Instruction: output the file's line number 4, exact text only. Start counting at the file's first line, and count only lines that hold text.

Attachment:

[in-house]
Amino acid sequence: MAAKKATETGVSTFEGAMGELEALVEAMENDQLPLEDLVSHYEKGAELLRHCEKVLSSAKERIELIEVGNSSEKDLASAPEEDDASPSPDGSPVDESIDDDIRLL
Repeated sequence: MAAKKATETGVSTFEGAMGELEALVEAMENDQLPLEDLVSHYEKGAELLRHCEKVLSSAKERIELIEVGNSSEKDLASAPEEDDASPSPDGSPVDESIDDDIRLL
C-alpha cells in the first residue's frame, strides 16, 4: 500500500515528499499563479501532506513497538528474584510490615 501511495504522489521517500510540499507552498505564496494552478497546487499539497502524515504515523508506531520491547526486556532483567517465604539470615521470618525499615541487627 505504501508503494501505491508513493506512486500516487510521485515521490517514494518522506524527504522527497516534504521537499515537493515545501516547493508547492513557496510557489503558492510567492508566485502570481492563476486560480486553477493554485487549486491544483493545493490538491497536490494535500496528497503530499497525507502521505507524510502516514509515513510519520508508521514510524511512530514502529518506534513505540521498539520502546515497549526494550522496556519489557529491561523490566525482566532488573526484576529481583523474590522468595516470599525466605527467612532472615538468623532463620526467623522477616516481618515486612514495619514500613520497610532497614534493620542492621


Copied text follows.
C-alpha cells in the first residue's frame, strides 16, 4: 500500500515528499499563479501532506513497538528474584510490615 501511495504522489521517500510540499507552498505564496494552478497546487499539497502524515504515523508506531520491547526486556532483567517465604539470615521470618525499615541487627 505504501508503494501505491508513493506512486500516487510521485515521490517514494518522506524527504522527497516534504521537499515537493515545501516547493508547492513557496510557489503558492510567492508566485502570481492563476486560480486553477493554485487549486491544483493545493490538491497536490494535500496528497503530499497525507502521505507524510502516514509515513510519520508508521514510524511512530514502529518506534513505540521498539520502546515497549526494550522496556519489557529491561523490566525482566532488573526484576529481583523474590522468595516470599525466605527467612532472615538468623532463620526467623522477616516481618515486612514495619514500613520497610532497614534493620542492621